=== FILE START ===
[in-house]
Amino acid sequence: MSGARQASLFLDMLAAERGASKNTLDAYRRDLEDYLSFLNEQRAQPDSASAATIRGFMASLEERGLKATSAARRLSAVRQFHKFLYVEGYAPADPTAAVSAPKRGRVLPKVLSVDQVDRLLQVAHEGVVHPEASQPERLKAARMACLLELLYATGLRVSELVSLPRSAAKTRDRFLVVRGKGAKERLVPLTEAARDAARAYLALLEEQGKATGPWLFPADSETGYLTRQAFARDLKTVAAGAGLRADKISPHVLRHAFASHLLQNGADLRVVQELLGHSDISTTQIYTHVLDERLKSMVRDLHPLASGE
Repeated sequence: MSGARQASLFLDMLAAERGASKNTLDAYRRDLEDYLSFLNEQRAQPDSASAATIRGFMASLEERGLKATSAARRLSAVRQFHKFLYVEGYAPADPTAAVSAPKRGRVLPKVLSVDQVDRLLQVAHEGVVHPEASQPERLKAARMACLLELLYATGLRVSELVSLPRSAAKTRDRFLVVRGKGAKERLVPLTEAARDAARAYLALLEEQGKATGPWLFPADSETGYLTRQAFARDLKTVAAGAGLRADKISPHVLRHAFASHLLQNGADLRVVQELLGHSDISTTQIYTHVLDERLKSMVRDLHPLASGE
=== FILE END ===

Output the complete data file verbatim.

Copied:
[in-house]
Amino acid sequence: MSGARQASLFLDMLAAERGASKNTLDAYRRDLEDYLSFLNEQRAQPDSASAATIRGFMASLEERGLKATSAARRLSAVRQFHKFLYVEGYAPADPTAAVSAPKRGRVLPKVLSVDQVDRLLQVAHEGVVHPEASQPERLKAARMACLLELLYATGLRVSELVSLPRSAAKTRDRFLVVRGKGAKERLVPLTEAARDAARAYLALLEEQGKATGPWLFPADSETGYLTRQAFARDLKTVAAGAGLRADKISPHVLRHAFASHLLQNGADLRVVQELLGHSDISTTQIYTHVLDERLKSMVRDLHPLASGE
Repeated sequence: MSGARQASLFLDMLAAERGASKNTLDAYRRDLEDYLSFLNEQRAQPDSASAATIRGFMASLEERGLKATSAARRLSAVRQFHKFLYVEGYAPADPTAAVSAPKRGRVLPKVLSVDQVDRLLQVAHEGVVHPEASQPERLKAARMACLLELLYATGLRVSELVSLPRSAAKTRDRFLVVRGKGAKERLVPLTEAARDAARAYLALLEEQGKATGPWLFPADSETGYLTRQAFARDLKTVAAGAGLRADKISPHVLRHAFASHLLQNGADLRVVQELLGHSDISTTQIYTHVLDERLKSMVRDLHPLASGE